• Repeal the Trade Union Act and ban 'exploitative' zero-hours contracts
  • Call on the UK government to scrap employment tribunal fees 
  • Strengthen the laws designed to protect women from discriminatory practices and redundancies 
  • Alter the laws which currently allow employers to have different dress codes for men and women 
  • Introduce a legal right to breastfeed in the workplace
  • Increase provision of free childcare for three- and four-year-olds, as well as two-year-olds from low income households, to 30 hours a week
  • Exclude organisations found to be engaging in blacklisting from bidding for public contracts

Plaid Cymru

Plaid Cymru published its manifesto on Tuesday 16 May and its policies related to workers included:

  • Maintain trade ties with Europe to protect up to 200,000 jobs and guarantee the rights of Europeans currently living and working in Wales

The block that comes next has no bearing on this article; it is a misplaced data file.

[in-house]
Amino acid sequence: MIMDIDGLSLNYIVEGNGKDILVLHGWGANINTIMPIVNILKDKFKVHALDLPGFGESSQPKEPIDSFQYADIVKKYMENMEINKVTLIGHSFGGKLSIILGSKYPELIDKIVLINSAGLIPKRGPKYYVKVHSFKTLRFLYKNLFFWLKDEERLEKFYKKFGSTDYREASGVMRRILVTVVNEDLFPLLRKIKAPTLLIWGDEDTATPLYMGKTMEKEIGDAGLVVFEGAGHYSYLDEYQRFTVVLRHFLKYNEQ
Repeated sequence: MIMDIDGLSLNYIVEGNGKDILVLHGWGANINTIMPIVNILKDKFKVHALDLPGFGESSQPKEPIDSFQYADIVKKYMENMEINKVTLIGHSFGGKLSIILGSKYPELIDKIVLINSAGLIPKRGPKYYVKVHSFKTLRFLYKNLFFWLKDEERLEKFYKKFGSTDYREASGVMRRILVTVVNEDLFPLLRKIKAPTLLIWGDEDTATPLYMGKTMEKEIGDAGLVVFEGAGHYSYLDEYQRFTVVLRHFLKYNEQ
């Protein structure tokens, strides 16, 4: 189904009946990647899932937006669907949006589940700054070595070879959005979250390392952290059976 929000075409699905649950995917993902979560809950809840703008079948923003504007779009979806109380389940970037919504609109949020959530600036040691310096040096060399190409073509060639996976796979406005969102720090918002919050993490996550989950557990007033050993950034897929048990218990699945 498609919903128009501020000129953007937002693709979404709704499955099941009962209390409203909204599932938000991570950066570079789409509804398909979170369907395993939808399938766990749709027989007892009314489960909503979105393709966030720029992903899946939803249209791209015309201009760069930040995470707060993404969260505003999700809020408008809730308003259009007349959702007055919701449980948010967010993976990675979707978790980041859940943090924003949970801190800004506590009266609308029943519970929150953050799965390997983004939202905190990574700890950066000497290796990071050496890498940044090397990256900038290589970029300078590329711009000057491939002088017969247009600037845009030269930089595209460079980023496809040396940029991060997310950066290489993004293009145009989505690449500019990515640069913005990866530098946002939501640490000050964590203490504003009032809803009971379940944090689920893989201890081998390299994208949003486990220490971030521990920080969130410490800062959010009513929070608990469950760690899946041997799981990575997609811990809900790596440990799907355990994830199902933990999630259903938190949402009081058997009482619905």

• Introduce a "real, independently verified living wage"
  • Train and recruit an additional 1,000 doctors and 5,000 nurses for the Welsh NHS over the next decade
  • Provide free full-time nursery places for all three-year-olds
  • Create Welsh-specific visas to plug skills gaps as needed

The Green Party

The Green Party released its manifesto on Monday 22 May. Employment-related policies included:

  • Ban 'exploitative' zero-hours contracts
  • Introduce a four day working week
  • Reduce the gap between the highest and lowest paid, including increasing minimum wage to £10 per hour by 2020 and abolishing age-related wage bands
  • Close the gender pay gap and require at least 40 per cent of public company and public sector board members to be women